“The biggest phenomenon that I see nowadays, is a lot of people are moving here, from you name it,” McHugh said recently, speaking from his office in New Orleans.
“For a long time early on, it was usually just nearby people from like Texas, Georgia and Florida. But now they’re coming from all over America. And these are experienced, qualified people. A lot of California people are moving here.”
Last year, IATSE staffed 42 union film projects, which was down from a record 60 film projects in 2010.
“It was a milestone year,” said McHugh.
The reduction in the number of film projects in 2011 was mostly because of the increase in big-budget movies like the “Twilight” series, which can translate to fewer movies being made in a year, even if the level of overall activity is swelling.
“The demand for crew is going to be two and three times on a big show compared to what it is on a small show,” McHugh said. And so far this year, McHugh counted 29 union movie projects that have either wrapped or are in production. “We’re not even halfway through the year, and we’re knocking on the door of 30 shows,” he remarked. “So I’m expecting this year is going to be right back up where 2010 was, and probably exceed it.”
Will this added demand translate into shortages of qualified union workers?
“To be honest, yes, I do see a problem,” McHugh said. “But I want to elucidate on that. It’s always been a problem.”
“They just keep putting more movies than we’ve got crew in here,” he added
“We need more work force.”
Louisiana wages for union workers has crept steadily up averaging about $67,000 a year, McHugh said.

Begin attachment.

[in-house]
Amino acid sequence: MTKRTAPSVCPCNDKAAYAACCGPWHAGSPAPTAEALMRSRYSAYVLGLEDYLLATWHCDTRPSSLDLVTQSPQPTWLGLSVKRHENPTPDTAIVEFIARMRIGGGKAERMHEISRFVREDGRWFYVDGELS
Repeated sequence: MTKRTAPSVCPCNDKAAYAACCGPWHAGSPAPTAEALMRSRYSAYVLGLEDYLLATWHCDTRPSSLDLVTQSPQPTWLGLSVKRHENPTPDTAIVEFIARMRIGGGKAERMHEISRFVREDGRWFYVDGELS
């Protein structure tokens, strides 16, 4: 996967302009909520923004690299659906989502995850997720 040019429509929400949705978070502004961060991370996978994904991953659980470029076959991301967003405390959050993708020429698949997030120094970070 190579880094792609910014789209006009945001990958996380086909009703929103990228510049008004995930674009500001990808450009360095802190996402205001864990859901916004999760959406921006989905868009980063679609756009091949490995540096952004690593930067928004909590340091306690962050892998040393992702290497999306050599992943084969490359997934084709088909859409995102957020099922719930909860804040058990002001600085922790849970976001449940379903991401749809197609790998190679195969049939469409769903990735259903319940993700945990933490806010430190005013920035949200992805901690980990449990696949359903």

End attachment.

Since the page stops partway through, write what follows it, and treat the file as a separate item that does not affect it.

By now, nearly every job needed by the movie business can be found in the state, an indication that Louisiana has grown an indigenous film industry.
It’s what movie industry advocates refer to as “infrastructure.” But what’s still lacking — and could help to solve the work force shortages McHugh speaks of — is the academic and training arm of the industry.
“When we set up the Baton Rouge film office in 2007, everything was about physical production and that’s just one piece of the industry,” said Amy Mitchell-Smith, founder and producer of the Cienega Motion Picture Group in Baton Rouge, and the former director of the Baton Rouge Film Commission. “We’ve certainly seen a lot of that industry here because of the tax credit program. But now that we’ve got such a deep crew base, facilities like Celtic, vendors like Hollywood Trucks, this is really becoming a bonafide industry hub.
“What we don’t have is that dedicated Columbia (University) film school and what have you, so we as a community have to be very inventive about how we nurture our growing filmmaking base,” she added in remarks last week during an event hosted by the entrepreneurial group SeNSE.
At the event, local movie producers pitched their film ideas — and business credentials — to a panel of judges lead by Mitchell-Smith; Jacky Lee Morgan, producer with the post-production company Cineworks Louisiana, a subsidiary of Cineworks Digital Studios Inc.; and Daniel Lewis, CEO of Active Entertainment, a company involved in financing, producing and distributing films. The company is based in Baton Rouge with offices in Lafayette, New Orleans and Santa Barbara, Calif.
The next growth stage of the Louisiana film industry maturity should also include more Louisiana-based producers and movie financiers, said Patrick Mulhearn, director of studio operations at Raleigh Studios, the management firm for Celtic Media Centre in Baton Rouge.
“What we want to see are Louisiana investors working with Louisiana film-makers, because that way the box office stays here, not just the production dollars, but the actual returns,” Mulhearn said during a recent tour of the sprawling Celtic movie lot.
“That’s a big step. We have Louisiana investors getting serious about getting into the business.”